Monday, December 26, 2011

Post Placement Support

Hi everyone, came across this website, looks like it could be very useful for those both looking into the process of care options and also those already placed with a child through care.  They provide support and education in areas such as kinship (relative adotpion), Permanent-care, Foster-care, and Adoption.

They provide great links and info. in all areas including: - Intercountry Adoption, Hague protocol on intercountry adoption and adoption statistics.
For more information visit

Friday, November 11, 2011

National Adoption Awareness Week - With Kerri-Ann & Deborra-lee Furness

Click on Title and watch to find out just hard it is for Aussies to adopt! How can you help?  Do you know someone who can help? We all need to help get adoption practices moving in the right direction to help "Our" world's orphans.

Wednesday, November 9, 2011

National Adoption Awareness Breakfast Summit - Sydney 2011

What a morning!  Having attended the summit my inspiration is at an all time high.  Obviously my intentions to help make a difference with adoption practices is already out there, but the summit has highlighted the real need for changes, for more awareness and a call for help from everyone who feels they can contribute towards positive change in providing children with a family.  I have become more aware, that adoption does not have to be the answer, but still an option.  If adoption is still not given as an option then we are robbing both birth mothers and children the right of choice.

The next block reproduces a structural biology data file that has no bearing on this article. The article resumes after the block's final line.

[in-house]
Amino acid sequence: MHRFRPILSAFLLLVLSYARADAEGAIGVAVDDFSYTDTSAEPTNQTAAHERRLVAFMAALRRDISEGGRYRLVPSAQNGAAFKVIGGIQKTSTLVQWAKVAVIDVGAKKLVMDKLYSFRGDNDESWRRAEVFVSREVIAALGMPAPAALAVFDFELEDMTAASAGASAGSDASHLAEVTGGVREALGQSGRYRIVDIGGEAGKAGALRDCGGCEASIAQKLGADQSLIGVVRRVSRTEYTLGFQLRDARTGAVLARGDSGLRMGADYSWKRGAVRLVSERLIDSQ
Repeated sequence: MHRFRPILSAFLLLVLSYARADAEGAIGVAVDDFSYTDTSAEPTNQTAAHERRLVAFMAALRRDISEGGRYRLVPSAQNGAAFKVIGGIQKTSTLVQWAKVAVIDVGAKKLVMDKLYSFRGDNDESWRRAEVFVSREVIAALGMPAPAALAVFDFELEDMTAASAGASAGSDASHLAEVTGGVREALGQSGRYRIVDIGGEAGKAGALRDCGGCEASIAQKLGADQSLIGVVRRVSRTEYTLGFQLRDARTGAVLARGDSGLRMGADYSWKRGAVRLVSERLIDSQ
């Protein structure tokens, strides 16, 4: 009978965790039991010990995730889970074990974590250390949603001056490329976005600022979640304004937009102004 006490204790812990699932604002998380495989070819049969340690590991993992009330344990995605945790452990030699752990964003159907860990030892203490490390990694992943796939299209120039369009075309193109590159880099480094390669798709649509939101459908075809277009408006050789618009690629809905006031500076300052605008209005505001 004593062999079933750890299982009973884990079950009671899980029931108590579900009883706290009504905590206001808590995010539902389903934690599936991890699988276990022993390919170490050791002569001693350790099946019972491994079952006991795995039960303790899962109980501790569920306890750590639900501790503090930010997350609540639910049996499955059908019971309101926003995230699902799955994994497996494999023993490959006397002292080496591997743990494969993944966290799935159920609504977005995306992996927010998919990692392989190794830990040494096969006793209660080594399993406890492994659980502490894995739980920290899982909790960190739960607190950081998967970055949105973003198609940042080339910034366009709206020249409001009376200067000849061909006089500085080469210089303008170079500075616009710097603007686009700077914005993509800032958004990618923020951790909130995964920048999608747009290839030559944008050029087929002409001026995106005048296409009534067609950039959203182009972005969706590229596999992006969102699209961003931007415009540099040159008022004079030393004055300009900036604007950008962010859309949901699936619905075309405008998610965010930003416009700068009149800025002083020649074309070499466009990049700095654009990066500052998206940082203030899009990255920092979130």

The summit, hosted by Helen McCabe, editor-in-chief of Australian Womens Weekly, who I would like to point out did a fantastic job, heard from an inspiring line-up of celebrities, politicians, adoptee's, adoptive parents - prospective and already placed, including representatives of organisations such as Jigsaw.  The morning gave insight into the horrific conditions children are forced to grow up amongst - orphanages and on the street.  Panalists gave their stories of the heart break they have and are affected by, the years of waiting for the placement of a child through intercountry adoption, their files approved yet left in limbo.  We heard from people like Jack Thompson and Layne Beachley who are adoptees, and how their views and  experiences of adoption are very positive, speaking about how adoption shaped the lives they lead today, and if they hadn't been adopted they would not have been given the opportunities in life they have.  We heard from the Hon. Bronwyn Bishop about her efforts and her call to have someone appointed from the Attoroney General's office to be soley responsible for the overseeing of adoption practices and proceedures, so families are not left in limbo; so that there is a system put in place that works for everyone.  The summit has highlighted the fact we do truly need to move forward, leave past practices in the past and move forward with practices that work for today's needs.  For the next twelve months everyone affected past and present through adoption are called to contribute their positive input into change; ideas that can work.  I for one will be doing my best to contribute and I hope you can join me!